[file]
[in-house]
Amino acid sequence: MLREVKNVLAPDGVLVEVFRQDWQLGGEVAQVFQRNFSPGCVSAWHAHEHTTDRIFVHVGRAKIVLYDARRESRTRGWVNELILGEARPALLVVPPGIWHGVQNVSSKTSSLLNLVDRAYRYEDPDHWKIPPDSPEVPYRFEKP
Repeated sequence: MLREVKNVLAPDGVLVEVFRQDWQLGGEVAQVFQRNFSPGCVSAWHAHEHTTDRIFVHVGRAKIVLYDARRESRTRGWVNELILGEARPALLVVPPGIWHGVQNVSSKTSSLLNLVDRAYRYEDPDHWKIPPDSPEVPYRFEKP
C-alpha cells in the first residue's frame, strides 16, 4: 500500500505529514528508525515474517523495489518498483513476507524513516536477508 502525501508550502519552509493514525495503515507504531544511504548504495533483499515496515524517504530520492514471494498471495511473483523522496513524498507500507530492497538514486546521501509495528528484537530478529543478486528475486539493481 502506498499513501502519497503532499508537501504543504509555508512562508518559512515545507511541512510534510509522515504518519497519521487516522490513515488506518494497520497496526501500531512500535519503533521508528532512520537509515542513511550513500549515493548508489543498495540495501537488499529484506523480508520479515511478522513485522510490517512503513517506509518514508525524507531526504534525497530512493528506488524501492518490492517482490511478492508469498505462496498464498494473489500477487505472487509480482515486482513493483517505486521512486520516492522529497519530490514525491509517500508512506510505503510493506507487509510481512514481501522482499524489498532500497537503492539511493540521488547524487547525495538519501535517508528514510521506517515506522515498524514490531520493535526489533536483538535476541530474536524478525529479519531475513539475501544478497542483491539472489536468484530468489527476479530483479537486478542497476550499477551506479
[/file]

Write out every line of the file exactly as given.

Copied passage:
[in-house]
Amino acid sequence: MLREVKNVLAPDGVLVEVFRQDWQLGGEVAQVFQRNFSPGCVSAWHAHEHTTDRIFVHVGRAKIVLYDARRESRTRGWVNELILGEARPALLVVPPGIWHGVQNVSSKTSSLLNLVDRAYRYEDPDHWKIPPDSPEVPYRFEKP
Repeated sequence: MLREVKNVLAPDGVLVEVFRQDWQLGGEVAQVFQRNFSPGCVSAWHAHEHTTDRIFVHVGRAKIVLYDARRESRTRGWVNELILGEARPALLVVPPGIWHGVQNVSSKTSSLLNLVDRAYRYEDPDHWKIPPDSPEVPYRFEKP
C-alpha cells in the first residue's frame, strides 16, 4: 500500500505529514528508525515474517523495489518498483513476507524513516536477508 502525501508550502519552509493514525495503515507504531544511504548504495533483499515496515524517504530520492514471494498471495511473483523522496513524498507500507530492497538514486546521501509495528528484537530478529543478486528475486539493481 502506498499513501502519497503532499508537501504543504509555508512562508518559512515545507511541512510534510509522515504518519497519521487516522490513515488506518494497520497496526501500531512500535519503533521508528532512520537509515542513511550513500549515493548508489543498495540495501537488499529484506523480508520479515511478522513485522510490517512503513517506509518514508525524507531526504534525497530512493528506488524501492518490492517482490511478492508469498505462496498464498494473489500477487505472487509480482515486482513493483517505486521512486520516492522529497519530490514525491509517500508512506510505503510493506507487509510481512514481501522482499524489498532500497537503492539511493540521488547524487547525495538519501535517508528514510521506517515506522515498524514490531520493535526489533536483538535476541530474536524478525529479519531475513539475501544478497542483491539472489536468484530468489527476479530483479537486478542497476550499477551506479